Dear all,

On November 21st our weekly meeting launches memory-work in/with Mind the Gut. You are going to engage with my version of what the memory-work method looks like. In some ways, we will test run the method together before I start using the method to question the curious chat between our gut, brain and psyche next year. I hope you are open to join this experiment with me and see where our collective discussion will take us.

All the best,

Tine

 

This invitation to my colleagues in Microbes on the Mind kicked off two workshops with the method memory-work. The workshop course was a test-run of the memory-work method, an experiment and an engagement with Medical Museion’s exhibition Mind the Gut. I facilitated the workshop days in November 2019 as I around this time prepared my fieldwork based on memory-work. Besides being a perfect opportunity to get feedback on my method, the workshops were also part of sharing our research interests and methods within the Microbes on the Mind group.

Before delving into the workshop course, you might wonder what memory-work is. The method was developed in the 1980’ies by a group of German feminists (cf. Haug et al., 1999). They shared interest in how women’s socialization takes place so they started exploring this topic through their own memories as women. They wrote down their memories, read them aloud to each other and analyzed how the memories depicted processes of socialization. Collective analyses were central in this process, and their method has subsequently been taken up in different approaches. The following is one example of how memory-work unfold and are developing in my research at Medical Museion.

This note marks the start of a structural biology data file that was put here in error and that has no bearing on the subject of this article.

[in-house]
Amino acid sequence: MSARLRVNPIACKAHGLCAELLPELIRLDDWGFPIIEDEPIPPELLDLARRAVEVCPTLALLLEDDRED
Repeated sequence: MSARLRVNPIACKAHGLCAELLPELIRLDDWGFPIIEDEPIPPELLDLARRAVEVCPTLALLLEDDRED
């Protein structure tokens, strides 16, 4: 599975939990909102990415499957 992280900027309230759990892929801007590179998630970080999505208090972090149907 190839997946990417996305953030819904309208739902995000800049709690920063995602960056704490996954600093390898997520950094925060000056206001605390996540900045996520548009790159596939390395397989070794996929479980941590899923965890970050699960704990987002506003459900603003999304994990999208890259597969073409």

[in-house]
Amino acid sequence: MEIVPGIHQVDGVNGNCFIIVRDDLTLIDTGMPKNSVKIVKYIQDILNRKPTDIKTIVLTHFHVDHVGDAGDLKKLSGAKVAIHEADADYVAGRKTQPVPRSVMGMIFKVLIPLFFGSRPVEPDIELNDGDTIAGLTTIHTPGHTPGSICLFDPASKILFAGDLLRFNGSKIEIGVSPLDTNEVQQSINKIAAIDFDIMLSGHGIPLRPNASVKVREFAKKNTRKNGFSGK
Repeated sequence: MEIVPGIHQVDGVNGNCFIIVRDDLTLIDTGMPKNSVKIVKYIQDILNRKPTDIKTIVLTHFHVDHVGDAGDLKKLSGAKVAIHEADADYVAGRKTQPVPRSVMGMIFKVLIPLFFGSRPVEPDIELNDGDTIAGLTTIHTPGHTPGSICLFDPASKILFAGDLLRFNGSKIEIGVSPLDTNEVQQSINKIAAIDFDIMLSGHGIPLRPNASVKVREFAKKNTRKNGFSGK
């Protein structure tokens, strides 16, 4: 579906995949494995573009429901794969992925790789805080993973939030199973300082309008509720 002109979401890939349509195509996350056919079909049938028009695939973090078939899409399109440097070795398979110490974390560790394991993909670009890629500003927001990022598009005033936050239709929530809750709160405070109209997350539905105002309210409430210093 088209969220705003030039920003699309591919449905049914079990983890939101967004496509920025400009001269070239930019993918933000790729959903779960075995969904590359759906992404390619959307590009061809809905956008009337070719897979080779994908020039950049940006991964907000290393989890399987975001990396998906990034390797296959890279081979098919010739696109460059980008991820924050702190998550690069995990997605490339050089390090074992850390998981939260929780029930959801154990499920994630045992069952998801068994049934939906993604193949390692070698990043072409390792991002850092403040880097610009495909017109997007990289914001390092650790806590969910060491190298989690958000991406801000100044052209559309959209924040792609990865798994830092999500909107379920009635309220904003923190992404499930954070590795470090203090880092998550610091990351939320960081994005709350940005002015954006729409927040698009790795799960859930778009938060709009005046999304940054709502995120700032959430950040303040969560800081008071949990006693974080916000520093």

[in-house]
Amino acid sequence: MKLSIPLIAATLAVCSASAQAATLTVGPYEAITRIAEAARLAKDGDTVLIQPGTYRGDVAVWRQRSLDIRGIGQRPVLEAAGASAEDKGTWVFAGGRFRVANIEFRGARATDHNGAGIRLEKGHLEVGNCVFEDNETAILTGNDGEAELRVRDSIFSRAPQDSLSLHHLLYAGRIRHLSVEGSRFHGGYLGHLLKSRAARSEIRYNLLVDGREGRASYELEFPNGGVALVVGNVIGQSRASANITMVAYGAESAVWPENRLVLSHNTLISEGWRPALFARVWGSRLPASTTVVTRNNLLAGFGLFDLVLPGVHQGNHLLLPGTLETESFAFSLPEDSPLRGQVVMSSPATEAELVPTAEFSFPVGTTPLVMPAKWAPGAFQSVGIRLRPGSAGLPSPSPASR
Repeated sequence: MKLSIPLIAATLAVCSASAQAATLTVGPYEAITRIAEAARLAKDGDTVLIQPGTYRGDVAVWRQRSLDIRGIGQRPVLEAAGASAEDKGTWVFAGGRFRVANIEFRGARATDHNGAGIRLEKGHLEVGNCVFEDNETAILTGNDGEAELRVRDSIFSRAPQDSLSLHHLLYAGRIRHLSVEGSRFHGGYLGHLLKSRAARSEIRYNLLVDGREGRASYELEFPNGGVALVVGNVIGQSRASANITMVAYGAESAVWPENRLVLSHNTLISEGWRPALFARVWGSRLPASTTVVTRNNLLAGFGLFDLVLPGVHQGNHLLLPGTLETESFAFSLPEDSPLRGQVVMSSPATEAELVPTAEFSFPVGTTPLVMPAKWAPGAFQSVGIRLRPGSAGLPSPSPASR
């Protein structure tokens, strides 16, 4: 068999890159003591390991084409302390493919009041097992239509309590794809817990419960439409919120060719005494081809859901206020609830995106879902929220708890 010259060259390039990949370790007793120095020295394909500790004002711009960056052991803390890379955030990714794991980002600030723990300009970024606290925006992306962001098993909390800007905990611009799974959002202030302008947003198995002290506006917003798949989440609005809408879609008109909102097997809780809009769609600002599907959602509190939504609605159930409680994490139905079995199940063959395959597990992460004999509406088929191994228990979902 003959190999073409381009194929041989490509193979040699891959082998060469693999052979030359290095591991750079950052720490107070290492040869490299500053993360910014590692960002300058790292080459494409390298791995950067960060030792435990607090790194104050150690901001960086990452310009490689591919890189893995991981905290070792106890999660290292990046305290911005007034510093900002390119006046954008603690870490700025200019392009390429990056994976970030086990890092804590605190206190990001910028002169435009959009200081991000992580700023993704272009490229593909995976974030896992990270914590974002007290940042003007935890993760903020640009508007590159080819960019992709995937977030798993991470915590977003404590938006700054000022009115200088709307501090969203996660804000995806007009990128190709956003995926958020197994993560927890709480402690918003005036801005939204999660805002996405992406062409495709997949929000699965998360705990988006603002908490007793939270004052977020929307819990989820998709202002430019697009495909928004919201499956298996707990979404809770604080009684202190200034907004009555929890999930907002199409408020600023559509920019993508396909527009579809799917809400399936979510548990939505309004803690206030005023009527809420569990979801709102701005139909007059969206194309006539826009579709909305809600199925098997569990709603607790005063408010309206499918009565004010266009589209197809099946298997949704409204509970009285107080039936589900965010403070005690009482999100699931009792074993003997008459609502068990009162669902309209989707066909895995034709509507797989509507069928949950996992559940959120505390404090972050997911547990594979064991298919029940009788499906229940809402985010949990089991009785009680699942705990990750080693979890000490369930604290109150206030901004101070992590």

Workshop No. 1: Why memory?

The first workshop was an introduction to the method. Images and metaphors for thinking about what a memory is entered the workshop. What is a memory? And why is it relevant to study?

A container metaphor describes a modern understanding of memories as something mental. Memories appear as bodily insofar as they become a possibility via our neural networks in our brains. Memory is contained. Our everyday memories are stored as fragments. Remembering is putting together these fragments and replaying them. It is about preservation and loss. Some images might stay intact over time, whereas others might fade.

In contrast to this, a pin board metaphor shows memories through tensions between memory as social practice and as practices of subjectivity and between the temporalities of memories. Thinking back to who we once were, connecting this to our current understanding of ourselves – and maybe reinterpreting this connection. The processes of remembering matter. That we remember with bodies, with others, through activities and around places.

The plan was not to figure out, which metaphor was most correct. Thinking about memories was going to make memory and its complexities a bit more tangible and allow us to work with the tensions in the concept – instead of cancelling them out.

We went into the exhibition space of Mind the Gut. In groups of two, we chose exhibition objects that made us curious and/or that talked to us, and we made pin boards while engaging with the exhibition objects. We rounded off the workshop talking about the exhibition pin boards we had made and how they were going to be inspire us for the second workshop doing memory-work.

 

In-between workshop No. 1 and 2: Describe a memory

After the first workshop, each of us drew on discussions in the first workshop and described a memory. We did so with the following guidelines, which we were free to change and break if our processes of remembering called for doing so.